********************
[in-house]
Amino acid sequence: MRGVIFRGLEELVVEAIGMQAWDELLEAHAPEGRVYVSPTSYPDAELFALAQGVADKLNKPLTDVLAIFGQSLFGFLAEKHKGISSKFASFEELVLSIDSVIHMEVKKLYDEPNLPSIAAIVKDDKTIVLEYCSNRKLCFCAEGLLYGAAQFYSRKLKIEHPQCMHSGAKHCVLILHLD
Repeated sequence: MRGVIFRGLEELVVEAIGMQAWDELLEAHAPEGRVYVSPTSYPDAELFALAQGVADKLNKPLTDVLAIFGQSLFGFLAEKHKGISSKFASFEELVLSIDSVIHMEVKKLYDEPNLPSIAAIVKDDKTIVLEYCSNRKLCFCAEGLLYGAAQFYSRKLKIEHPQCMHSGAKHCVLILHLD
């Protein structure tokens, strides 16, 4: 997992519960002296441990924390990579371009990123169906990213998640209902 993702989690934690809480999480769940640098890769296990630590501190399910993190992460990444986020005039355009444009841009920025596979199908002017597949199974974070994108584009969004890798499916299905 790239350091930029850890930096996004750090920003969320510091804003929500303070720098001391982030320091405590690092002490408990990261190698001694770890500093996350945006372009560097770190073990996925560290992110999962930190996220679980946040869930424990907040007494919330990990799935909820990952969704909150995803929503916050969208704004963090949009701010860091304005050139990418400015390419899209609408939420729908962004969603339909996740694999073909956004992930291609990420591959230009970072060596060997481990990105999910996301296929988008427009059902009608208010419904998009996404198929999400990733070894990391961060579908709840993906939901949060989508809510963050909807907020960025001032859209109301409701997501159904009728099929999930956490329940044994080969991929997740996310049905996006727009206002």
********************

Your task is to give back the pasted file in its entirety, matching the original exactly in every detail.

[in-house]
Amino acid sequence: MRGVIFRGLEELVVEAIGMQAWDELLEAHAPEGRVYVSPTSYPDAELFALAQGVADKLNKPLTDVLAIFGQSLFGFLAEKHKGISSKFASFEELVLSIDSVIHMEVKKLYDEPNLPSIAAIVKDDKTIVLEYCSNRKLCFCAEGLLYGAAQFYSRKLKIEHPQCMHSGAKHCVLILHLD
Repeated sequence: MRGVIFRGLEELVVEAIGMQAWDELLEAHAPEGRVYVSPTSYPDAELFALAQGVADKLNKPLTDVLAIFGQSLFGFLAEKHKGISSKFASFEELVLSIDSVIHMEVKKLYDEPNLPSIAAIVKDDKTIVLEYCSNRKLCFCAEGLLYGAAQFYSRKLKIEHPQCMHSGAKHCVLILHLD
């Protein structure tokens, strides 16, 4: 997992519960002296441990924390990579371009990123169906990213998640209902 993702989690934690809480999480769940640098890769296990630590501190399910993190992460990444986020005039355009444009841009920025596979199908002017597949199974974070994108584009969004890798499916299905 790239350091930029850890930096996004750090920003969320510091804003929500303070720098001391982030320091405590690092002490408990990261190698001694770890500093996350945006372009560097770190073990996925560290992110999962930190996220679980946040869930424990907040007494919330990990799935909820990952969704909150995803929503916050969208704004963090949009701010860091304005050139990418400015390419899209609408939420729908962004969603339909996740694999073909956004992930291609990420591959230009970072060596060997481990990105999910996301296929988008427009059902009608208010419904998009996404198929999400990733070894990391961060579908709840993906939901949060989508809510963050909807907020960025001032859209109301409701997501159904009728099929999930956490329940044994080969991929997740996310049905996006727009206002």